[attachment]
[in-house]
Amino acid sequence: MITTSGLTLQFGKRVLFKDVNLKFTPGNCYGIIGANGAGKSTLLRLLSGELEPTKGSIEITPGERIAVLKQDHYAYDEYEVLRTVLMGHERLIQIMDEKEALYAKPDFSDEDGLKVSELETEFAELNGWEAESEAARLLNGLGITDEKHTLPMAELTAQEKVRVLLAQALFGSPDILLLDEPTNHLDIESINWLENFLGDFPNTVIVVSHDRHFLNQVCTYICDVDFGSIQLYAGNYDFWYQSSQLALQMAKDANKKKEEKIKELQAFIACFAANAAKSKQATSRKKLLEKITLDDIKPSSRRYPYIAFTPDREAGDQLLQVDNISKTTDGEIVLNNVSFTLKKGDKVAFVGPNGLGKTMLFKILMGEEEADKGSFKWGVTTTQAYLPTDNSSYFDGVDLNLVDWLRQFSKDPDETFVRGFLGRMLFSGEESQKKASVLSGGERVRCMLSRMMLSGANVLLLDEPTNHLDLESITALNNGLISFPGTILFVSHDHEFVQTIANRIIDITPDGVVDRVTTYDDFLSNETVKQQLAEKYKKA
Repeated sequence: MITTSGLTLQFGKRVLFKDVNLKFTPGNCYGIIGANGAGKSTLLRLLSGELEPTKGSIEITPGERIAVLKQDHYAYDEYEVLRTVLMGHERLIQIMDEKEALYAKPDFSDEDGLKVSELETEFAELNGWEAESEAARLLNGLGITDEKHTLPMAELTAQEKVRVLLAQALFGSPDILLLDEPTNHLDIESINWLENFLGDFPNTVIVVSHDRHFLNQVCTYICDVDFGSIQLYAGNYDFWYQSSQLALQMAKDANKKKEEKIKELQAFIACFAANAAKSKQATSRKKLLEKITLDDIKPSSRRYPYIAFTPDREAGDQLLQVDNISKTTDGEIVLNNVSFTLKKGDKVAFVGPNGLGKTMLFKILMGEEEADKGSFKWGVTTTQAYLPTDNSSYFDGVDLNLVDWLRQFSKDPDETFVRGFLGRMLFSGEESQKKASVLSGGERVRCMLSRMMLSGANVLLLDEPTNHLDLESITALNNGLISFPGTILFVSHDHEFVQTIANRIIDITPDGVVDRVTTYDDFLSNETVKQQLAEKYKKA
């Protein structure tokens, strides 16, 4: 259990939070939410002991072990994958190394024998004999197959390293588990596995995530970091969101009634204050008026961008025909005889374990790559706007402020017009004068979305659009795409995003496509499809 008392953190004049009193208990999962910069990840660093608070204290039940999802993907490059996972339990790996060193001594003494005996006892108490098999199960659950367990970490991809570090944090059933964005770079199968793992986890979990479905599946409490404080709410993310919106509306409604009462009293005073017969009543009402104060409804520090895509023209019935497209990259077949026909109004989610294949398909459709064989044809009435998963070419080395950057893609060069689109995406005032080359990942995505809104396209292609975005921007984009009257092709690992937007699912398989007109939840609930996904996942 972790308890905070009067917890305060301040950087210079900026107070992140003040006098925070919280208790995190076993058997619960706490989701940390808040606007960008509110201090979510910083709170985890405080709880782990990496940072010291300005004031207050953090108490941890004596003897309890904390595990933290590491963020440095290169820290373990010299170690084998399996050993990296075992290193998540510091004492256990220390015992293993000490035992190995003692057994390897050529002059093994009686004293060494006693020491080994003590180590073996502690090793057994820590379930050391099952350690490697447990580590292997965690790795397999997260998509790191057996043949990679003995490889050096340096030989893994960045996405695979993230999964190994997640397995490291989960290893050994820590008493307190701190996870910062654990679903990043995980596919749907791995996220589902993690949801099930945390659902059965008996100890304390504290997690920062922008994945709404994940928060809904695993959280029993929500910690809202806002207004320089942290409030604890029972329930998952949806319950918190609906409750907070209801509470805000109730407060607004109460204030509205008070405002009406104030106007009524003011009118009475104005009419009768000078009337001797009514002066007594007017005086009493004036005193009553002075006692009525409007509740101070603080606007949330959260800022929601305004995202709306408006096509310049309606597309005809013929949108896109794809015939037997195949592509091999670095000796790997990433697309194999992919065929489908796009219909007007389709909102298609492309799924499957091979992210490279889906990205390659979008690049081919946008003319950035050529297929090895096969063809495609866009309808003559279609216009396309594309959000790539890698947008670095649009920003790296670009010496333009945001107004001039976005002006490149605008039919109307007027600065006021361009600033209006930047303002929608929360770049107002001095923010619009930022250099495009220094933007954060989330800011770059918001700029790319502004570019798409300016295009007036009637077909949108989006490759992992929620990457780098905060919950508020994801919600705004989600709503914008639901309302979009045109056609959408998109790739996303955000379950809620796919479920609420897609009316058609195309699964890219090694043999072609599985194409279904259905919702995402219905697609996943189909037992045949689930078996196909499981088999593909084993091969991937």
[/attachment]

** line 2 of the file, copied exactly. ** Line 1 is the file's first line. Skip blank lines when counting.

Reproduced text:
Amino acid sequence: MITTSGLTLQFGKRVLFKDVNLKFTPGNCYGIIGANGAGKSTLLRLLSGELEPTKGSIEITPGERIAVLKQDHYAYDEYEVLRTVLMGHERLIQIMDEKEALYAKPDFSDEDGLKVSELETEFAELNGWEAESEAARLLNGLGITDEKHTLPMAELTAQEKVRVLLAQALFGSPDILLLDEPTNHLDIESINWLENFLGDFPNTVIVVSHDRHFLNQVCTYICDVDFGSIQLYAGNYDFWYQSSQLALQMAKDANKKKEEKIKELQAFIACFAANAAKSKQATSRKKLLEKITLDDIKPSSRRYPYIAFTPDREAGDQLLQVDNISKTTDGEIVLNNVSFTLKKGDKVAFVGPNGLGKTMLFKILMGEEEADKGSFKWGVTTTQAYLPTDNSSYFDGVDLNLVDWLRQFSKDPDETFVRGFLGRMLFSGEESQKKASVLSGGERVRCMLSRMMLSGANVLLLDEPTNHLDLESITALNNGLISFPGTILFVSHDHEFVQTIANRIIDITPDGVVDRVTTYDDFLSNETVKQQLAEKYKKA